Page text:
anne bolyen, armor, british, castle, england, fortress, historic building, historic preservation, historic site, history, london, modern art, monarchs, preservation, richard iii, tate modern, tour, tourism, tower, tower of london, travel
Better late than never on the blog! I’ve had a crazy past month with work, traveling to Utah, and so much more. Back to London:
After a fantastic day traipsing all over London, drooling over David Tennant, and visiting the British Museum, we were out for another day of history and art!
One place in London that I absolutely had to see was the Tower of London – it has so much history! I have to admit, as I walked through, I just touched all of the walls and doors and exposed material possible. People have done that for a thousand years; don’t you judge me. I remember walking down one spiral staircase and just running my hand down the wall the whole way down – I felt up all of the history.
We walked along the Thames through the mist, saw the current London Bridge (I lamented the fact that it is totally lame compared to the Elizabethan version), and finally turned the corner to the ticket queues for the Tower. Along our walk we also got to see St. Paul’s in the day light, walk across the wibbly wobbly Harry Potter bridge, the iconic Tower Bridge, lots of giant boats, barges, and bouys, and even the Globe Theater.
From a museum professional perspective, I do have to say their ticket process is ingenious – the cost of the ticket was, say £17.99; the ticket person asks if you would like to round up to and even £20 with the rest as a donation towards preservation. Duh! We did, of course, and I’m trying to implement the same among my staff.
Moving on, we walked through the gates, past the yeomen warders, and into the heart of 1,000 years of English history. You can read about the entire history elsewhere, but historical highlights for me were: William the Conqueror, Richard III (allegedly) murdering the princes, and Anne Boleyn.
It was a bit crowded while we were there, but it didn’t dampen my excitement. Charles loved the armor and weapons displays, I loved the animal displays and Traitors Gate, and we both loved the cooking demonstration, even though the stag’s head sat there and watched itself being butchered. We didn’t bother with the crown jewels since the line was long, and I had promised Charles time to visit the Tate Modern across the river. Another disappointment was the lack of info torture chamber – the yeoman laughed at me when I asked where it was; something about Americans and their love of violence. The interactives, living history, and touch stations really made a difference, though. Charles and I both tried our arms at the long bow – we weren’t too shabby at it!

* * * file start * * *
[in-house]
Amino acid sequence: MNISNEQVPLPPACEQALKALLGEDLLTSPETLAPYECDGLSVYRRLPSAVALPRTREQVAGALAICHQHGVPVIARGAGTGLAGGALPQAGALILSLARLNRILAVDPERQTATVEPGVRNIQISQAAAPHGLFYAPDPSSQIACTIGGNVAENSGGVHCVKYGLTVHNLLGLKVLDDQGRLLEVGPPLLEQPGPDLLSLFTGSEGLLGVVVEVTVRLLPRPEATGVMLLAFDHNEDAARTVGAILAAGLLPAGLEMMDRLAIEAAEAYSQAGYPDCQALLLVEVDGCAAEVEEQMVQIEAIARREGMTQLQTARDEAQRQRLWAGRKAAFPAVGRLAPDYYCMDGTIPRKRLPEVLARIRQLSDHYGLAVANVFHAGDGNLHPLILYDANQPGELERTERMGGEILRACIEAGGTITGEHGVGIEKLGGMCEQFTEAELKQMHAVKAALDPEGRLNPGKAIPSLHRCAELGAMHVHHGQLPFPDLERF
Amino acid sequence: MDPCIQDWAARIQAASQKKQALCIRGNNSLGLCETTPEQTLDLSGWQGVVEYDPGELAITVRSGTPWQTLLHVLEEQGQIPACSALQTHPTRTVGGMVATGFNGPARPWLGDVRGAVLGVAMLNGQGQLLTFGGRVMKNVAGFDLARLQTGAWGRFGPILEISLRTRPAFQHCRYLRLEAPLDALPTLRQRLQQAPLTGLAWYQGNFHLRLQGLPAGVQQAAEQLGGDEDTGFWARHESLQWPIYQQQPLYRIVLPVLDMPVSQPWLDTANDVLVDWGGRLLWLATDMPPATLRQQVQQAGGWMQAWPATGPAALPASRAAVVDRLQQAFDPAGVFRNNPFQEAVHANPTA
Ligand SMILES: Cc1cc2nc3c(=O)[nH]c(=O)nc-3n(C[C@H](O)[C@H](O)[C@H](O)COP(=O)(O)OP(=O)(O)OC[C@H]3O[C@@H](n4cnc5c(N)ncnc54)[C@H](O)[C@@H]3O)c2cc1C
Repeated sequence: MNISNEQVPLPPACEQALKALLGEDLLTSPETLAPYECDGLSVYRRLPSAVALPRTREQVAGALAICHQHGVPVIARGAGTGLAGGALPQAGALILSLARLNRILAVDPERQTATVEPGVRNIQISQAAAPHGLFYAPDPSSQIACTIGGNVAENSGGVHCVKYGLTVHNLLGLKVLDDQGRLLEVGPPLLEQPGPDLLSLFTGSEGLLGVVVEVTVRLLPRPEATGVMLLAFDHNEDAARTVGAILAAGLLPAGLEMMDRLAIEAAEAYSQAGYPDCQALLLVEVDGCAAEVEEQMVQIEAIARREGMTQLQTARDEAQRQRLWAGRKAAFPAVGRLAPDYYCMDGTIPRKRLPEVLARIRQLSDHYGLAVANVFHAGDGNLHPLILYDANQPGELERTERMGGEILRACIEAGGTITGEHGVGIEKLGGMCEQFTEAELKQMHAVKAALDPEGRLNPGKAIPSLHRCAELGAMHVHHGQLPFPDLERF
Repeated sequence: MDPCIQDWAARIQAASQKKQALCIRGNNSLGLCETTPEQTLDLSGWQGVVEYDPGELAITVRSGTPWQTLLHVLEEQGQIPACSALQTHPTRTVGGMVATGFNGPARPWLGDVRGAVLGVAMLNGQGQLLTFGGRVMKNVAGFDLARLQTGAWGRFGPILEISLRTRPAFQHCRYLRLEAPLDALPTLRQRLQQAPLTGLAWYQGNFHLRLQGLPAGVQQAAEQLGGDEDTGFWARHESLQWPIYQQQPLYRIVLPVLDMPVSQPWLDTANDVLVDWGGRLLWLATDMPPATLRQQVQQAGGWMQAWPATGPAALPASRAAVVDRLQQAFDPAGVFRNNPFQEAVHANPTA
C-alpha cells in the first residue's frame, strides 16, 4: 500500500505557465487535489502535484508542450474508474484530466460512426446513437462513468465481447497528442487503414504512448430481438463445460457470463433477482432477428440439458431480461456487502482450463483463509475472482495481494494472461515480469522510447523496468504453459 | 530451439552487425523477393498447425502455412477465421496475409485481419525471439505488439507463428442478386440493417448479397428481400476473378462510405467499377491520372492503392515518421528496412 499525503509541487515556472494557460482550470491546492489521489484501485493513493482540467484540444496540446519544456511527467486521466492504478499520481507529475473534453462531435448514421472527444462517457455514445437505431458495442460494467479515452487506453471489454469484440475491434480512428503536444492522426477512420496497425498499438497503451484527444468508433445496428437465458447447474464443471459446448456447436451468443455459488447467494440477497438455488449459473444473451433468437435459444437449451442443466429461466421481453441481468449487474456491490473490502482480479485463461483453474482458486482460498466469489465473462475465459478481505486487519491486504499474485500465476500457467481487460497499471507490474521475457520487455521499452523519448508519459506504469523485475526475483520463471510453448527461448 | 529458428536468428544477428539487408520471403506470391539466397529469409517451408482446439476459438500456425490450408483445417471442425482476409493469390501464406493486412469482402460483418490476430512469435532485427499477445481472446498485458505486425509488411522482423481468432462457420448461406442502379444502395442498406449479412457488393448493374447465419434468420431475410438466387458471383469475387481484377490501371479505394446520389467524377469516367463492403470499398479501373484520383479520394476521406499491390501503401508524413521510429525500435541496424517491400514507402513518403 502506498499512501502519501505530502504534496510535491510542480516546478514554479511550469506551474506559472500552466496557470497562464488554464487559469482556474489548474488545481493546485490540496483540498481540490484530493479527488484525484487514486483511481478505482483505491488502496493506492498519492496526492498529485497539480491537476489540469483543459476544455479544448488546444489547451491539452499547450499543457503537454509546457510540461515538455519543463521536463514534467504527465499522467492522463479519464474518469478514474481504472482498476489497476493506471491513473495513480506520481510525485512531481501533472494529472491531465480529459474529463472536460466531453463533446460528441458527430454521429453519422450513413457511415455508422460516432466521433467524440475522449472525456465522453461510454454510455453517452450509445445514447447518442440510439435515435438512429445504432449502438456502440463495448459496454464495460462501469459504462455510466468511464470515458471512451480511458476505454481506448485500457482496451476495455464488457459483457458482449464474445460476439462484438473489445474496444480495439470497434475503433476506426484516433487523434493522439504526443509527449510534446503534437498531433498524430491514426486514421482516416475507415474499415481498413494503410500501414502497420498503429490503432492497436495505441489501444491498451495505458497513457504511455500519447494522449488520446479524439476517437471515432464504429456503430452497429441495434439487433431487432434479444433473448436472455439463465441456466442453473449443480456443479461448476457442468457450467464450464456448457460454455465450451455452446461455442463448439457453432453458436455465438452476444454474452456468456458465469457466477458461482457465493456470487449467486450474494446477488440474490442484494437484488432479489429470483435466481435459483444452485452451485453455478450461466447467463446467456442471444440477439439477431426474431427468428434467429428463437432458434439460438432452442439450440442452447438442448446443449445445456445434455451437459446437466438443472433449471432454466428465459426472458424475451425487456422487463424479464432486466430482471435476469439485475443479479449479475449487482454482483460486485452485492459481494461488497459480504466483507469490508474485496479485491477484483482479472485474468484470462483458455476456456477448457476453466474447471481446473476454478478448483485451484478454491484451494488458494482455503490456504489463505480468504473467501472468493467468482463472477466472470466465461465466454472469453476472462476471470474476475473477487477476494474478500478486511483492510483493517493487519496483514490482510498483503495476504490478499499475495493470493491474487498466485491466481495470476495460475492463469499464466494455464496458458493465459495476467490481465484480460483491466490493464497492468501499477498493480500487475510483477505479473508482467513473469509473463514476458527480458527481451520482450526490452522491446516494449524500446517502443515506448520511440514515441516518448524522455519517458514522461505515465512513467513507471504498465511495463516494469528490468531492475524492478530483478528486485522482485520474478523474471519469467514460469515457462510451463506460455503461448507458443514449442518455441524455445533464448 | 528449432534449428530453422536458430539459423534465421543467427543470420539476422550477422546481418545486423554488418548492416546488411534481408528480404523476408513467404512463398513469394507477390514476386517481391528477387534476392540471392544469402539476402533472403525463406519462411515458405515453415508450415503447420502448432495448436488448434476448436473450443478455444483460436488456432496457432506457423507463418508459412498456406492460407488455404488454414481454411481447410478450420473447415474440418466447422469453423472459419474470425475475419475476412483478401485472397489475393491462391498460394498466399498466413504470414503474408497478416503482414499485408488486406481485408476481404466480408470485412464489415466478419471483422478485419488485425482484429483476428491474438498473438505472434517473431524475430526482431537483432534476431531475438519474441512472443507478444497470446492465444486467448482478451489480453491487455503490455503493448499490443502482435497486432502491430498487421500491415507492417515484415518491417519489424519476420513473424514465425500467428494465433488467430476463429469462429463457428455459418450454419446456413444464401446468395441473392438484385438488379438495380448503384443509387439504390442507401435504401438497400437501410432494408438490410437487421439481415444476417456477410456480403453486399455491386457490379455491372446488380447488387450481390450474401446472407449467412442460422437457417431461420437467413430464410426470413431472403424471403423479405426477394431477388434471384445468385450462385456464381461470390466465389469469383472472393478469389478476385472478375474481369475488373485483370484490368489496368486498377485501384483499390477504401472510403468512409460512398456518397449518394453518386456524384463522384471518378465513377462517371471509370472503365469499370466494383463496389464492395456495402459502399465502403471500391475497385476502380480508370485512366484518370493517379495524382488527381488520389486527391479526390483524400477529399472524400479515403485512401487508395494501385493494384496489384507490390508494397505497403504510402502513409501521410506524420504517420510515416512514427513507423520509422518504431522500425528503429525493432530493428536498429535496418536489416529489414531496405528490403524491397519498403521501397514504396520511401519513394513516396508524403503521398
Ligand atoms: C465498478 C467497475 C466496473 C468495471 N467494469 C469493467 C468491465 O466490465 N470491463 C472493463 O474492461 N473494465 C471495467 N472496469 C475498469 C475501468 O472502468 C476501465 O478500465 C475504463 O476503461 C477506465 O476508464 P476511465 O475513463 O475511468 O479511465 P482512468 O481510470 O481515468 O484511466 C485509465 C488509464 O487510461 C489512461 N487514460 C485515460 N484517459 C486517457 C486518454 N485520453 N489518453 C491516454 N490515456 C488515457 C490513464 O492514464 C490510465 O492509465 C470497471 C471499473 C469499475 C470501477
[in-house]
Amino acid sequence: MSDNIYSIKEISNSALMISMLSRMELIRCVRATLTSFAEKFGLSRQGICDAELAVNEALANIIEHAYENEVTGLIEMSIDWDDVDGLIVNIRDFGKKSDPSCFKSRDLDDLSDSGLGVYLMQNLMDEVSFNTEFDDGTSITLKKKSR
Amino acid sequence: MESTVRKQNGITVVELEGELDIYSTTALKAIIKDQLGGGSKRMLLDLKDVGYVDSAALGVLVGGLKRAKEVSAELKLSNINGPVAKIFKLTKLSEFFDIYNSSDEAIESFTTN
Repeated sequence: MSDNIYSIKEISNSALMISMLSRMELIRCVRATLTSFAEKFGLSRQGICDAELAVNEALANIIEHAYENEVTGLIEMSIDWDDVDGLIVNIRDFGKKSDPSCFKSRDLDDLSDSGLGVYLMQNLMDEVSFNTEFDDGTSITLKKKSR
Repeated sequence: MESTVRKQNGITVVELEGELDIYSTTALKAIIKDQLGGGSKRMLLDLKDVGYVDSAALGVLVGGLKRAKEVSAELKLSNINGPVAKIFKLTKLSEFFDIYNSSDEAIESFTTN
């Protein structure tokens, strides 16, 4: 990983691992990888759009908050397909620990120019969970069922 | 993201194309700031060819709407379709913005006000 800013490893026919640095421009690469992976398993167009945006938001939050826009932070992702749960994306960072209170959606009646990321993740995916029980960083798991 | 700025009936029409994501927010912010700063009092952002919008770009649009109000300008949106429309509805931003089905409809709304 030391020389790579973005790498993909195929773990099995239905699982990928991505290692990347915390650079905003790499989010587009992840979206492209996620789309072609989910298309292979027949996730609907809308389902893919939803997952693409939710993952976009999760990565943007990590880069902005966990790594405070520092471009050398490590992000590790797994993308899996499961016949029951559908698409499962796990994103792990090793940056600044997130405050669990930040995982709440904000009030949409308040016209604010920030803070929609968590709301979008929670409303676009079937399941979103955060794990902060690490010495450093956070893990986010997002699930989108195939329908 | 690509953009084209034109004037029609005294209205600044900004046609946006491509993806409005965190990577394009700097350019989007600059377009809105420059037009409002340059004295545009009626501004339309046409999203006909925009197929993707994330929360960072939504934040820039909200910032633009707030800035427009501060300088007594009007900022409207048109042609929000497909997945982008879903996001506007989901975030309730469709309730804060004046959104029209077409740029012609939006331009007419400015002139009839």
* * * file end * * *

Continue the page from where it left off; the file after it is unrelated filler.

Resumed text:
Reading about the Tower, I was a bit surprised to find out that sections were torn off that didn’t look “old” or “new” enough. I don’t know why I was surprised since this is a common practice, but it did still hurt my heart a bit. I deal with the same type of things (on a MUCH smaller scale) at my own site, where the historic house has undergone MANY renovations, changes, and owners in its 200 years. What period do you interpret? Can you tell all the stories? What color do you paint the walls – the color from 1200, 1500, or 1850? Should you tear down a building from 1700 in favor of the view from a 1300 building? I don’t have the answers, and I don’t know if there is a right answer. Preservationists – what are your thoughts?
We left the tower to head to the Tate Modern. I originally thought I would write a blog about that, but I enjoyed it so little that I don’t even really want to think about it that much. I saw a Dali, which was ok, and I ate an ok muffin from the cafe. Charles saw a couple things he liked, but over all, it just wasn’t that great. As you know if I read this blog, I have feelings about art museums anyway, so this shouldn’t be a surprise. I have nothing against art, obviously, since I’m engaged to an artist. I like a lot of contemporary art and old art; something about modern art just irks me, though, in general. I like van Gogh? And now I’ve dedicated a whole paragraph to that place. Fin.
From the Tate, we tried to find a place for dinner, which we hadn’t anticipated as a problem, until we realized it was New Years Eve. We went to the Sainsbury’s by the flat, watched the premier of Sherlock on the BBC online, and then headed out to Southbank for the fireworks….